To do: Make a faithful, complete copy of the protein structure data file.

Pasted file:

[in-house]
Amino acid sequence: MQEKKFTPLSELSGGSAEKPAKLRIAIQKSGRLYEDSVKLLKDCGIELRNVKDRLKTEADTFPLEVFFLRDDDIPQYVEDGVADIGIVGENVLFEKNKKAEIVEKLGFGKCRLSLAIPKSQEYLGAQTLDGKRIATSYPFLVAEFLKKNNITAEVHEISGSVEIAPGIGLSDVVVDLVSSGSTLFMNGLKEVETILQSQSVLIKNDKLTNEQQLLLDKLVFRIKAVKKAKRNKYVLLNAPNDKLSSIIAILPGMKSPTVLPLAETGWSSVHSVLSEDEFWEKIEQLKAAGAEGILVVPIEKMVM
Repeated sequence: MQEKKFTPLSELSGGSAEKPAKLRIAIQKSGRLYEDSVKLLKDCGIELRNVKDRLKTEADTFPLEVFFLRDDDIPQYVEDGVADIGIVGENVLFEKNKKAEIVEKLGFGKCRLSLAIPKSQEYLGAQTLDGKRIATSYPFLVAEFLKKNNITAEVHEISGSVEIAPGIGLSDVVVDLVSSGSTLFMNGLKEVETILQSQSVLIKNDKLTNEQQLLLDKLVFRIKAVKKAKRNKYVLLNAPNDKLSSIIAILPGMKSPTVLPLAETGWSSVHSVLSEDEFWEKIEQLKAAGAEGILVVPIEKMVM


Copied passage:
[in-house]
Amino acid sequence: MQEKKFTPLSELSGGSAEKPAKLRIAIQKSGRLYEDSVKLLKDCGIELRNVKDRLKTEADTFPLEVFFLRDDDIPQYVEDGVADIGIVGENVLFEKNKKAEIVEKLGFGKCRLSLAIPKSQEYLGAQTLDGKRIATSYPFLVAEFLKKNNITAEVHEISGSVEIAPGIGLSDVVVDLVSSGSTLFMNGLKEVETILQSQSVLIKNDKLTNEQQLLLDKLVFRIKAVKKAKRNKYVLLNAPNDKLSSIIAILPGMKSPTVLPLAETGWSSVHSVLSEDEFWEKIEQLKAAGAEGILVVPIEKMVM
Repeated sequence: MQEKKFTPLSELSGGSAEKPAKLRIAIQKSGRLYEDSVKLLKDCGIELRNVKDRLKTEADTFPLEVFFLRDDDIPQYVEDGVADIGIVGENVLFEKNKKAEIVEKLGFGKCRLSLAIPKSQEYLGAQTLDGKRIATSYPFLVAEFLKKNNITAEVHEISGSVEIAPGIGLSDVVVDLVSSGSTLFMNGLKEVETILQSQSVLIKNDKLTNEQQLLLDKLVFRIKAVKKAKRNKYVLLNAPNDKLSSIIAILPGMKSPTVLPLAETGWSSVHSVLSEDEFWEKIEQLKAAGAEGILVVPIEKMVM